Climate debate turns up heat on environmental injustice
IN RECENT MONTHS, the climate change debate has focused on highlighting the particular risks global warming pose to impoverished populations. A UN report released ahead of November's climate change conference in Nairobi warned that Africa is more vulnerable than feared, with 70 million people at risk from coastal flooding by 2080. Across the board, efforts are being stepped up to expose the injustice of how the worst effects of greenhouse gas profligacy are being suffered by those who emit the least and are inadequately equipped to deal with the consequences.
Poor communities in Latin America also face major threats from climate change. It's clear that extreme weather is already causing disasters and greater poverty across Central America. Hurricane Mitch killed around 10,000 people in 1998, and in 2005, Hurricane Stan caused deadly mudslides and flooding in Guatemala and El Salvador – to name but two examples. Scientists predict global warming will increase the intensity of hurricanes and tropical storms.
Areport published in August by the Working Group on Climate Change and Development, a UK-based coalition of environmental and development organisations, sets out the likely impact of climate change on Latin America and the Caribbean. According to 'Up in Smoke?', global warming is likely to increase the frequency and severity of El Nino (the climate phenomenon that increases coastal rainfall and brings drought inland), boost the strength of storms, raise sea levels, alter rainfall patterns, and melt glaciers at high altitudes.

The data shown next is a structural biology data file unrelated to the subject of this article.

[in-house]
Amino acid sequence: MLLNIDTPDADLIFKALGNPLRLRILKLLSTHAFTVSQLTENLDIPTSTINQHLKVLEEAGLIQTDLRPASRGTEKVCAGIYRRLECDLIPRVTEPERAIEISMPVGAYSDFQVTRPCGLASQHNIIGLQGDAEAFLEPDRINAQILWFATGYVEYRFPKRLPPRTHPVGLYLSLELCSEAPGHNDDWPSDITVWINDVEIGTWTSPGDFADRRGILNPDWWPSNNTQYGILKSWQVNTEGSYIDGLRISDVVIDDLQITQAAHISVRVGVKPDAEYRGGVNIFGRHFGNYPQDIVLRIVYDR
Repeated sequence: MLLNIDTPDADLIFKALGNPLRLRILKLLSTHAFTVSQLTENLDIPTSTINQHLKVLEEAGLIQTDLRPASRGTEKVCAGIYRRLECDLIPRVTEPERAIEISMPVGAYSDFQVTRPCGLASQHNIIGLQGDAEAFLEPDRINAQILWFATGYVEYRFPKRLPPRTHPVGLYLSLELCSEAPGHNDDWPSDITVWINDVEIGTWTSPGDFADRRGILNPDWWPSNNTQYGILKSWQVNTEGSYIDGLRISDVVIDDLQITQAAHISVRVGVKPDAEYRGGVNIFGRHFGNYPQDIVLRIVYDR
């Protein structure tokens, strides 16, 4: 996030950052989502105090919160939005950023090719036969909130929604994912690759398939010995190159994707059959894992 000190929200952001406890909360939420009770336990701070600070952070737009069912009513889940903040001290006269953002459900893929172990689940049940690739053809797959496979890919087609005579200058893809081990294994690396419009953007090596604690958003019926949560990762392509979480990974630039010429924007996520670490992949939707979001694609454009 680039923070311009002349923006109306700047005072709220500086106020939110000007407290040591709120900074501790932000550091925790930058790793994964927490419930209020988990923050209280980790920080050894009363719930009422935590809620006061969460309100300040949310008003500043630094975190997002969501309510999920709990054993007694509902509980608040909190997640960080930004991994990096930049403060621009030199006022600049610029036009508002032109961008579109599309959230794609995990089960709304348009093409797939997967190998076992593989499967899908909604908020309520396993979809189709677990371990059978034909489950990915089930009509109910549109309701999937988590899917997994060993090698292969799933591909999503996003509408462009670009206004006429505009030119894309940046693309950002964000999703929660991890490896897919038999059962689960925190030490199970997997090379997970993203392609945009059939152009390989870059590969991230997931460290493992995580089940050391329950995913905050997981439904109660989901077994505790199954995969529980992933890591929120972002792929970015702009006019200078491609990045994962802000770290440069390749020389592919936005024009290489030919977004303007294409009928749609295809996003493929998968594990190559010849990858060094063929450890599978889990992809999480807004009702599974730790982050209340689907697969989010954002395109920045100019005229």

Inappropriate use and management of natural resources, including illegal logging and 'mega' development projects, are likely to magnify the impacts of climate change.
Unsurprisingly, it's poor people – and particularly women as providers of food, water and fuel – who are likely to suffer most. The main problems they are expected to face are: dwindling freshwater supplies, decreasing agricultural yields, deteriorating ecosystems and rising cases of vector-borne and infectious disease. These changes threaten the livelihoods of subsistence farmers in particular, and the report warns that, if nothing is done to prevent them or mitigate their impact, they will lead to higher levels of poverty.
But, despite this gloomy picture, measures can be taken to reduce the causes of climate change and overcome its effects. Alongside the pressing need to reduce to cut emissions of harmful gases, the report gives examples: alternative water and energy supply systems, preservation of ecosystems, building awareness and capacity for disaster preparedness and management based on community strategies, and support for small-scale agriculture and sustainable forestry management.
The underlying message is the inadequacy of a 'one-size-fits-all', neoliberal development model to tackle climate change. Instead, the report advocates a flexible approach based on local needs, livelihoods and knowledge. As Juan Mayr Maldonado, a former Colombian environment minister and president of the first conference on the UN Convention on Biological Diversity, writes in the foreword, "It is the right time to re-think the development model for Latin America and the Caribbean and to establish a new social contract that leads down the path of poverty reduction and greater equality to sustainable development."
- To read a summary of the 'Up in Smoke?' report and download a copy: www.neweconomics.org
- Read about Red Cross work helping Nicaraguan communities prepare for climate change: www.climatecentre.org